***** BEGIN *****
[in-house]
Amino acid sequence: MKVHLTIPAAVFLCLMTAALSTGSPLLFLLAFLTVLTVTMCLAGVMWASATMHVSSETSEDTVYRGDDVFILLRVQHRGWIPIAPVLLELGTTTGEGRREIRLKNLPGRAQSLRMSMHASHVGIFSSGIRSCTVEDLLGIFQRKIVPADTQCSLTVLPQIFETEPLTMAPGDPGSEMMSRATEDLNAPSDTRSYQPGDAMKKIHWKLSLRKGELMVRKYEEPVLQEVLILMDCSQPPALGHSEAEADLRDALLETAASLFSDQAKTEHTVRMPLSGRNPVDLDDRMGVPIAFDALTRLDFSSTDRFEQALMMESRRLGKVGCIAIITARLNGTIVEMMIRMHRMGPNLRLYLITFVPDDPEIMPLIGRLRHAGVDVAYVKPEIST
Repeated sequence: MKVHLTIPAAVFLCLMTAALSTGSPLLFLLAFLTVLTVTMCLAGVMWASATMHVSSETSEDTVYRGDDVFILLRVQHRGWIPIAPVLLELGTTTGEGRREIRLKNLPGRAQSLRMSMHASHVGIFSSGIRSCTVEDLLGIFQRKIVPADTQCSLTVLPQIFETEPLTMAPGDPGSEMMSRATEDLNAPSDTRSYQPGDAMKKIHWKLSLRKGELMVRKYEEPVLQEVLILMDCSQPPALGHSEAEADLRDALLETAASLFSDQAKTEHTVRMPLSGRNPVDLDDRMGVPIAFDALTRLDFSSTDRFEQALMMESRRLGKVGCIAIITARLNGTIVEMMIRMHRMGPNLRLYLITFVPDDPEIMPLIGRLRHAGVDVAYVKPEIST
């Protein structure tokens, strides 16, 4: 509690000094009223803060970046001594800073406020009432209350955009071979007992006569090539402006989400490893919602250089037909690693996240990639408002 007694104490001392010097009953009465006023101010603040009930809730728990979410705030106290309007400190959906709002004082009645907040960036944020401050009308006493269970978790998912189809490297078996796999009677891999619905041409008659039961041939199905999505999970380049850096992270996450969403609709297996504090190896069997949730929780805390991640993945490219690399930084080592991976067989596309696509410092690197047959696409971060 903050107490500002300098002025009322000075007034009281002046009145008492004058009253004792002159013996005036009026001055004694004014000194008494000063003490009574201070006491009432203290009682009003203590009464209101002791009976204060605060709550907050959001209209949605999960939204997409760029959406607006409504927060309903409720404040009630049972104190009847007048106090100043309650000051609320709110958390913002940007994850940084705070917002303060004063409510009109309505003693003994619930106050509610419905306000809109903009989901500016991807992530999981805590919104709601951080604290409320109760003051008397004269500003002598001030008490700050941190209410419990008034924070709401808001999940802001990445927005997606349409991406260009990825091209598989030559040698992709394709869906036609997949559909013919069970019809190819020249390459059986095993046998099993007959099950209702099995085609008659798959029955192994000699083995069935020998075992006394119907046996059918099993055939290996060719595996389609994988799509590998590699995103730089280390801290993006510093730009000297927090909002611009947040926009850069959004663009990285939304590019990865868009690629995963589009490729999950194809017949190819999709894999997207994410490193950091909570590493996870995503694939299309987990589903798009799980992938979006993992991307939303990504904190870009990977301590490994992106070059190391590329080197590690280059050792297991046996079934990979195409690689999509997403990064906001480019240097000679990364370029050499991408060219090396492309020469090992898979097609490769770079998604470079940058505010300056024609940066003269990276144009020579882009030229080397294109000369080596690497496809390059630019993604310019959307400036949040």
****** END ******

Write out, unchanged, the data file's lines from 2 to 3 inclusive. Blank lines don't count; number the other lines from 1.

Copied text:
Amino acid sequence: MKVHLTIPAAVFLCLMTAALSTGSPLLFLLAFLTVLTVTMCLAGVMWASATMHVSSETSEDTVYRGDDVFILLRVQHRGWIPIAPVLLELGTTTGEGRREIRLKNLPGRAQSLRMSMHASHVGIFSSGIRSCTVEDLLGIFQRKIVPADTQCSLTVLPQIFETEPLTMAPGDPGSEMMSRATEDLNAPSDTRSYQPGDAMKKIHWKLSLRKGELMVRKYEEPVLQEVLILMDCSQPPALGHSEAEADLRDALLETAASLFSDQAKTEHTVRMPLSGRNPVDLDDRMGVPIAFDALTRLDFSSTDRFEQALMMESRRLGKVGCIAIITARLNGTIVEMMIRMHRMGPNLRLYLITFVPDDPEIMPLIGRLRHAGVDVAYVKPEIST
Repeated sequence: MKVHLTIPAAVFLCLMTAALSTGSPLLFLLAFLTVLTVTMCLAGVMWASATMHVSSETSEDTVYRGDDVFILLRVQHRGWIPIAPVLLELGTTTGEGRREIRLKNLPGRAQSLRMSMHASHVGIFSSGIRSCTVEDLLGIFQRKIVPADTQCSLTVLPQIFETEPLTMAPGDPGSEMMSRATEDLNAPSDTRSYQPGDAMKKIHWKLSLRKGELMVRKYEEPVLQEVLILMDCSQPPALGHSEAEADLRDALLETAASLFSDQAKTEHTVRMPLSGRNPVDLDDRMGVPIAFDALTRLDFSSTDRFEQALMMESRRLGKVGCIAIITARLNGTIVEMMIRMHRMGPNLRLYLITFVPDDPEIMPLIGRLRHAGVDVAYVKPEIST